Scammers hit the jackpot with cryptocurrencies, ICOs, and lending platforms


CryptocurrenciesOver the last couple years, scammers seem to have found the perfect storm by combining the cryptocurrency boom with the common ponzi/pyramid scam.

Many of the prominent online scammers and a few new crooked young pups have been riding this wave in splendid fashion.  Although crypto may not be as anonymous as some people like to believe, the promoters of these scams are loving getting paid in Bitcoin especially with it’s value skyrocketing in the last year(still way up even with the recent 60+% plummet from it’s December high).  Hell, even though I’m not a crypto guy, I think it would be pretty fun to get paid in a hot commodity like BTC right now.  The scammers can then decide whether to sell off their BTC and hide the cash, use it to buy goods and services wherever BTC is accepted, use it to fund their next crypto scam, or play around with trading some BTC for altcoins.

The Continuous Stream Of Cryptocurrency Scams

Over the last few years we’ve had OneCoin, BitConnect, USI-Tech, BTC Global, DavorCoin, R2B Coin, Mining Max, KashhCoin, et. al. bilking millions of people out of billions of dollars in an industry that hadn’t been subjected to a whole lot of regulatory scrutiny.

In addition to this huge onslaught of fraudulent cryptocurrencies and ICOs, there are also quite a few more traditional scams that have resorted to only accepting the more popular cryptocurrencies as payment from new members.  While this does limit

The Short Term Effect On Legitimate Cryptocurrencies

My condolences to those of you who are involved in the legitimate cryptocurrency world, but you are likely to get royally screwed in the not so distant future by the hoards of cryptocurrency scammers saturating the internet over the last couple years.  To borrow a partial quote from the TV show Fargo,  “There’s gonna be a reckoning one day, brother.”

The scammers will be off to pervert whatever the next hot trend is and the true cryptocurrency believers will be left with the aftermath, most likely bannings, major regulations, etc.  IMO, much of that was probably going to come anyway, but the ridiculous amount of scammers in the mix is going to continue to speed up the process that has already begun.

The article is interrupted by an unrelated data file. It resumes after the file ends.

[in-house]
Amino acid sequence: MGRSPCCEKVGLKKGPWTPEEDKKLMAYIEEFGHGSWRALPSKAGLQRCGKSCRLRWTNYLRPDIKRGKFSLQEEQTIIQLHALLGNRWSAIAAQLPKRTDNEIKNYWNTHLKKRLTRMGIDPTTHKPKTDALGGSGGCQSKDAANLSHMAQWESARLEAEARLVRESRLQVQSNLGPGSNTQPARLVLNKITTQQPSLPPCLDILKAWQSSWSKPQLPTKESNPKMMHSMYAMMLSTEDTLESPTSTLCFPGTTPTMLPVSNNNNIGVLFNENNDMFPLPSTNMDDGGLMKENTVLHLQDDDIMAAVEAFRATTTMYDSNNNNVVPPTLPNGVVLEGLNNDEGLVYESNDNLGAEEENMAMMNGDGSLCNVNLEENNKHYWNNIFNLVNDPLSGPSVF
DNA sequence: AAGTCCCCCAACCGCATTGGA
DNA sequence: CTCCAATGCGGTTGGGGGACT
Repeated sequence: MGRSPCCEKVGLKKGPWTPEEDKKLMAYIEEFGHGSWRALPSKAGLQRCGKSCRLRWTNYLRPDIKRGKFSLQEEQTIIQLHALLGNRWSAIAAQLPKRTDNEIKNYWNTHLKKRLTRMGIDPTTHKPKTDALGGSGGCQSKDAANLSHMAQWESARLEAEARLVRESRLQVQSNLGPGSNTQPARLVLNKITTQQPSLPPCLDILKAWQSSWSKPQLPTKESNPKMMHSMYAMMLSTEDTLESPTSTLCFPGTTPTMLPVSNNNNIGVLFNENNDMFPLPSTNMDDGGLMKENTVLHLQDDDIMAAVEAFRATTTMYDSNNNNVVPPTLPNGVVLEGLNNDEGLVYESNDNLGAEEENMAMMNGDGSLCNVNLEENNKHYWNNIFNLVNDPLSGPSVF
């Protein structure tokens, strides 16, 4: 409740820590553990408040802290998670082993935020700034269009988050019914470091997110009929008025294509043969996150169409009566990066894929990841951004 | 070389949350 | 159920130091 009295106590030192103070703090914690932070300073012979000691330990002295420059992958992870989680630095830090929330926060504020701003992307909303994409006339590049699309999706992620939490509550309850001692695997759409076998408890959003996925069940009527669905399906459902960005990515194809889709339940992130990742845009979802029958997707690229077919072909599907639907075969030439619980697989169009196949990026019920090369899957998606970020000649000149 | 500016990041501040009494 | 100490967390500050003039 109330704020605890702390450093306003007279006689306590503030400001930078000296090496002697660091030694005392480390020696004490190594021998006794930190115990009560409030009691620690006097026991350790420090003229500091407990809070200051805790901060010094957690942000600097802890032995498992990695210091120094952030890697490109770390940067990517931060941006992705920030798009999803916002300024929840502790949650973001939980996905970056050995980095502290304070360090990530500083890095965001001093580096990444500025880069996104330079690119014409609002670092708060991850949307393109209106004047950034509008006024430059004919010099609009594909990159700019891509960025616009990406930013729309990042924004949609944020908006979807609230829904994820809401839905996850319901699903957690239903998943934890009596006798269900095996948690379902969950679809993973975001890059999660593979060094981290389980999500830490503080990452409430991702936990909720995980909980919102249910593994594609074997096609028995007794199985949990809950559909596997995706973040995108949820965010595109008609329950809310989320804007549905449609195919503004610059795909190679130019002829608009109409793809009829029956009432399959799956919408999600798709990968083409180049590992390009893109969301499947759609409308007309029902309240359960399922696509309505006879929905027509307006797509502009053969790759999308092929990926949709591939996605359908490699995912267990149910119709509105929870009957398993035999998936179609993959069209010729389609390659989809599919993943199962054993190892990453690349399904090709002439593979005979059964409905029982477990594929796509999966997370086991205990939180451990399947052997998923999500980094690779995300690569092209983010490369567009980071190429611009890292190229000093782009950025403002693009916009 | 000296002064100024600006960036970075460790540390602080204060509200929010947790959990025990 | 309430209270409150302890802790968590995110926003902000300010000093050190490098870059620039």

So far, some of the repercussions we’ve seen caused by the fallout of these scams include banks banning crypto purchases, authorities cracking down on ICOs, and social sites like FaceBook banning crypto ads.  U.S. institutions such as Bank Of America, Citigroup, JP Morgan, Capital One and Discover have banned customers from buying crypto with their credit cards.

And quite frankly, I don’t blame them one bit for these bans.  Due to the rampant amount of crypto based scams polluting the internet, they will all be seeing an increase in chargeback attempts by customers that were defrauded and they may end up eating hundreds of millions in losses.

Now there will be some that will whip out one of the classic scammer playbook lines and claim that it’s their money and they can do whatever they want with it.  Sorry folks, in this case it isn’t.

From what I’ve read, debit cards can still be used.  So if you want to risk money from your savings or checking account and wish to accept the minimal protection from loss that comes with that gamble, you’re apparently still free to do that.  But if you want to use a credit card, you are not using your own money and I’m perfectly fine with banks protecting their own assets by not letting customers gamble on a relatively new industry rife with scams.

Now if it sounds like I’m a fan of the banking industry, I’m not.  Personally, I think there is about as much corruption in corporations as there is in the crypto world.  And it won’t surprise me if the banking industry uses losses to cryptofraud as an excuse to raise fees and interest rates.

The Endgame

As authorities slowly catch up to this new hotbed of cybercrime we’ll find out just how anonymous cryptocurrencies can be.  I think many scammers who don’t truly understand crypto may be in for a rude awakening when all the dust settles.

In the end, whether it’s in cryptocurrency or more traditional currency, smart scammers move their loot(and themselves) to scam friendly havens if they want to avoid the authorities.

The online scammers that I’m familiar with love buzzwords and right now Bitcoin, other cryptocurrencies, blockchain, ICO, etc. are all the rage just as things like penny auctions, autosurfs, ecommerce, blogging, social networks, etc. have been in the past.  This too shall pass and most of the regular scammers will be on to the next hot trend, twisting it into an easy money making scam in an attempt to fatten their wallets.

 

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